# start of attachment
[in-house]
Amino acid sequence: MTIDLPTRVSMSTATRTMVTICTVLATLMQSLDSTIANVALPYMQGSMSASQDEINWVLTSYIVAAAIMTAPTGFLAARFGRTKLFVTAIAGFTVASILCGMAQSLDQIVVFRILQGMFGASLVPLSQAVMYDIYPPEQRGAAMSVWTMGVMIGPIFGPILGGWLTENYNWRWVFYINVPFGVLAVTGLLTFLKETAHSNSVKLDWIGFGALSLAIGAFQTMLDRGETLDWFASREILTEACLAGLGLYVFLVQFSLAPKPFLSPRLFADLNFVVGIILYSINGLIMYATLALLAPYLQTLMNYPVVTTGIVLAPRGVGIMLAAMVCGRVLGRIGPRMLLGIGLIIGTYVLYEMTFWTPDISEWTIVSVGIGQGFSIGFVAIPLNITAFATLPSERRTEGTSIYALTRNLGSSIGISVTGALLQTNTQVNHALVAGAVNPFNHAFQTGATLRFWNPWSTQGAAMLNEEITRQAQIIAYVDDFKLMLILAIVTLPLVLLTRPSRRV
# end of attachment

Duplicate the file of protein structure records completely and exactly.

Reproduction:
[in-house]
Amino acid sequence: MTIDLPTRVSMSTATRTMVTICTVLATLMQSLDSTIANVALPYMQGSMSASQDEINWVLTSYIVAAAIMTAPTGFLAARFGRTKLFVTAIAGFTVASILCGMAQSLDQIVVFRILQGMFGASLVPLSQAVMYDIYPPEQRGAAMSVWTMGVMIGPIFGPILGGWLTENYNWRWVFYINVPFGVLAVTGLLTFLKETAHSNSVKLDWIGFGALSLAIGAFQTMLDRGETLDWFASREILTEACLAGLGLYVFLVQFSLAPKPFLSPRLFADLNFVVGIILYSINGLIMYATLALLAPYLQTLMNYPVVTTGIVLAPRGVGIMLAAMVCGRVLGRIGPRMLLGIGLIIGTYVLYEMTFWTPDISEWTIVSVGIGQGFSIGFVAIPLNITAFATLPSERRTEGTSIYALTRNLGSSIGISVTGALLQTNTQVNHALVAGAVNPFNHAFQTGATLRFWNPWSTQGAAMLNEEITRQAQIIAYVDDFKLMLILAIVTLPLVLLTRPSRRV